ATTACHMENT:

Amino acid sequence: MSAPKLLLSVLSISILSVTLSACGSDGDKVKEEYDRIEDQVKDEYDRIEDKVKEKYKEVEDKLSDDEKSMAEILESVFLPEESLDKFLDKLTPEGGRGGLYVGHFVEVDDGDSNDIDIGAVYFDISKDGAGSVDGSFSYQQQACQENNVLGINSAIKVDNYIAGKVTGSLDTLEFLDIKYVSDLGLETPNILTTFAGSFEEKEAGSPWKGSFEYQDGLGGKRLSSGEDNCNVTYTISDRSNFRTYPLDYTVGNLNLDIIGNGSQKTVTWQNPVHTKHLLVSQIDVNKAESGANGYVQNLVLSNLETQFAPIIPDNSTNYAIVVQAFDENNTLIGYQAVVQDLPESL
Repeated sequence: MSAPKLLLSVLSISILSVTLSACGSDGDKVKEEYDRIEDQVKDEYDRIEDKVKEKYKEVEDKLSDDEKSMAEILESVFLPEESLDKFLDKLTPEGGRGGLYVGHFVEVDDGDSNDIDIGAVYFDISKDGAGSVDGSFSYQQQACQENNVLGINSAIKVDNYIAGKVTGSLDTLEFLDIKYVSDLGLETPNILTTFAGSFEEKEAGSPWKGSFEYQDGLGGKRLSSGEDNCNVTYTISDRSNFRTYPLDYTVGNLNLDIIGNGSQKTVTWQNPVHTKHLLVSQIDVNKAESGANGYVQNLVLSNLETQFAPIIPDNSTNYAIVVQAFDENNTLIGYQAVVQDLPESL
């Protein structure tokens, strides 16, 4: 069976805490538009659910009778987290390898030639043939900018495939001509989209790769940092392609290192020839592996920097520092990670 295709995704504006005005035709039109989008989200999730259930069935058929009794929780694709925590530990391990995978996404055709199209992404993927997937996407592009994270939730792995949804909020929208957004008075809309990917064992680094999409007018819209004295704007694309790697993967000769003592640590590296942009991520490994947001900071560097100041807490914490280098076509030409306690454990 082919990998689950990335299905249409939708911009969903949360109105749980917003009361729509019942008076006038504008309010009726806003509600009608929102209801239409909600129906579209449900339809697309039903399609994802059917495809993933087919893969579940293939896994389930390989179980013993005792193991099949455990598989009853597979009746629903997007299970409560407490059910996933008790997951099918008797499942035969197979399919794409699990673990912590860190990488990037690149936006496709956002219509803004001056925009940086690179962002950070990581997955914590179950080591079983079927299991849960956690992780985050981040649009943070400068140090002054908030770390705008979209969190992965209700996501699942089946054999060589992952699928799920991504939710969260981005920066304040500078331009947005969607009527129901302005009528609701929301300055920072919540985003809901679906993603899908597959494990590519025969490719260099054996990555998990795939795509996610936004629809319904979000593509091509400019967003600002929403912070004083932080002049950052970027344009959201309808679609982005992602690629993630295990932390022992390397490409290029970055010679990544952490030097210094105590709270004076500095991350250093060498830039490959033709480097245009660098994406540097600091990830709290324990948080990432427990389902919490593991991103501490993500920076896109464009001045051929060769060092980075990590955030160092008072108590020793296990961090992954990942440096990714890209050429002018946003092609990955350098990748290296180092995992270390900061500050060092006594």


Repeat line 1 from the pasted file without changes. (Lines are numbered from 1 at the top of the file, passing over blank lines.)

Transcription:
Amino acid sequence: MSAPKLLLSVLSISILSVTLSACGSDGDKVKEEYDRIEDQVKDEYDRIEDKVKEKYKEVEDKLSDDEKSMAEILESVFLPEESLDKFLDKLTPEGGRGGLYVGHFVEVDDGDSNDIDIGAVYFDISKDGAGSVDGSFSYQQQACQENNVLGINSAIKVDNYIAGKVTGSLDTLEFLDIKYVSDLGLETPNILTTFAGSFEEKEAGSPWKGSFEYQDGLGGKRLSSGEDNCNVTYTISDRSNFRTYPLDYTVGNLNLDIIGNGSQKTVTWQNPVHTKHLLVSQIDVNKAESGANGYVQNLVLSNLETQFAPIIPDNSTNYAIVVQAFDENNTLIGYQAVVQDLPESL